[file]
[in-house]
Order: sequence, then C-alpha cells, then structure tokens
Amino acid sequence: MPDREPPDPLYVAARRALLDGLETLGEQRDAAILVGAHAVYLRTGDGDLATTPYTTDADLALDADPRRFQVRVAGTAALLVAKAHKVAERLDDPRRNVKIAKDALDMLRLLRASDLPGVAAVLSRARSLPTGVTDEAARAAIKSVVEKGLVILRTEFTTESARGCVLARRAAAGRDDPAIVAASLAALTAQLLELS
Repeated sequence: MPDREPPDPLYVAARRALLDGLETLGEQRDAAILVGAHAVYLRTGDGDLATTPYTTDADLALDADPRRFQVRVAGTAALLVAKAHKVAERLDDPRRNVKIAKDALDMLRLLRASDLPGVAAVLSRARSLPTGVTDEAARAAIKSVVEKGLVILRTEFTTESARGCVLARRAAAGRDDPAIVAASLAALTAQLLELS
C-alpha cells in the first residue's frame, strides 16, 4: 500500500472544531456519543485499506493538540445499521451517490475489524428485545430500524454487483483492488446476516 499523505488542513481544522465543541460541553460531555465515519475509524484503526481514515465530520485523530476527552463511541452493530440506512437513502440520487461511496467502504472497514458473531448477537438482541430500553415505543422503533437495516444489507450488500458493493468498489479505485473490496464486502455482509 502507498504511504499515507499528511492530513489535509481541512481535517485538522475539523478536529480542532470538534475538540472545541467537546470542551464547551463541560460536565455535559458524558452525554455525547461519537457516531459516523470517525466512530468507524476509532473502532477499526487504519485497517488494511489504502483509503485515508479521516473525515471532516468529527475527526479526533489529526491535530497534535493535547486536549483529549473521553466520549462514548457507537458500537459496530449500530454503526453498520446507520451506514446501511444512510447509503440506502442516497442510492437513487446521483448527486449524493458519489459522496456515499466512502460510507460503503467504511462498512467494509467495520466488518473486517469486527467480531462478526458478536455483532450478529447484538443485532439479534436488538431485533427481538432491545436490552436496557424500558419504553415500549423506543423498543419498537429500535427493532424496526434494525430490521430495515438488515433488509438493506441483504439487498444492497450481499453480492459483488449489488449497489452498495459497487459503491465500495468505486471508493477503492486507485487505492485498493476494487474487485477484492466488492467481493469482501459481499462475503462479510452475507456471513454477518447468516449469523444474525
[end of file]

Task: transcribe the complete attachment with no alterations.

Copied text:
[in-house]
Order: sequence, then C-alpha cells, then structure tokens
Amino acid sequence: MPDREPPDPLYVAARRALLDGLETLGEQRDAAILVGAHAVYLRTGDGDLATTPYTTDADLALDADPRRFQVRVAGTAALLVAKAHKVAERLDDPRRNVKIAKDALDMLRLLRASDLPGVAAVLSRARSLPTGVTDEAARAAIKSVVEKGLVILRTEFTTESARGCVLARRAAAGRDDPAIVAASLAALTAQLLELS
Repeated sequence: MPDREPPDPLYVAARRALLDGLETLGEQRDAAILVGAHAVYLRTGDGDLATTPYTTDADLALDADPRRFQVRVAGTAALLVAKAHKVAERLDDPRRNVKIAKDALDMLRLLRASDLPGVAAVLSRARSLPTGVTDEAARAAIKSVVEKGLVILRTEFTTESARGCVLARRAAAGRDDPAIVAASLAALTAQLLELS
C-alpha cells in the first residue's frame, strides 16, 4: 500500500472544531456519543485499506493538540445499521451517490475489524428485545430500524454487483483492488446476516 499523505488542513481544522465543541460541553460531555465515519475509524484503526481514515465530520485523530476527552463511541452493530440506512437513502440520487461511496467502504472497514458473531448477537438482541430500553415505543422503533437495516444489507450488500458493493468498489479505485473490496464486502455482509 502507498504511504499515507499528511492530513489535509481541512481535517485538522475539523478536529480542532470538534475538540472545541467537546470542551464547551463541560460536565455535559458524558452525554455525547461519537457516531459516523470517525466512530468507524476509532473502532477499526487504519485497517488494511489504502483509503485515508479521516473525515471532516468529527475527526479526533489529526491535530497534535493535547486536549483529549473521553466520549462514548457507537458500537459496530449500530454503526453498520446507520451506514446501511444512510447509503440506502442516497442510492437513487446521483448527486449524493458519489459522496456515499466512502460510507460503503467504511462498512467494509467495520466488518473486517469486527467480531462478526458478536455483532450478529447484538443485532439479534436488538431485533427481538432491545436490552436496557424500558419504553415500549423506543423498543419498537429500535427493532424496526434494525430490521430495515438488515433488509438493506441483504439487498444492497450481499453480492459483488449489488449497489452498495459497487459503491465500495468505486471508493477503492486507485487505492485498493476494487474487485477484492466488492467481493469482501459481499462475503462479510452475507456471513454477518447468516449469523444474525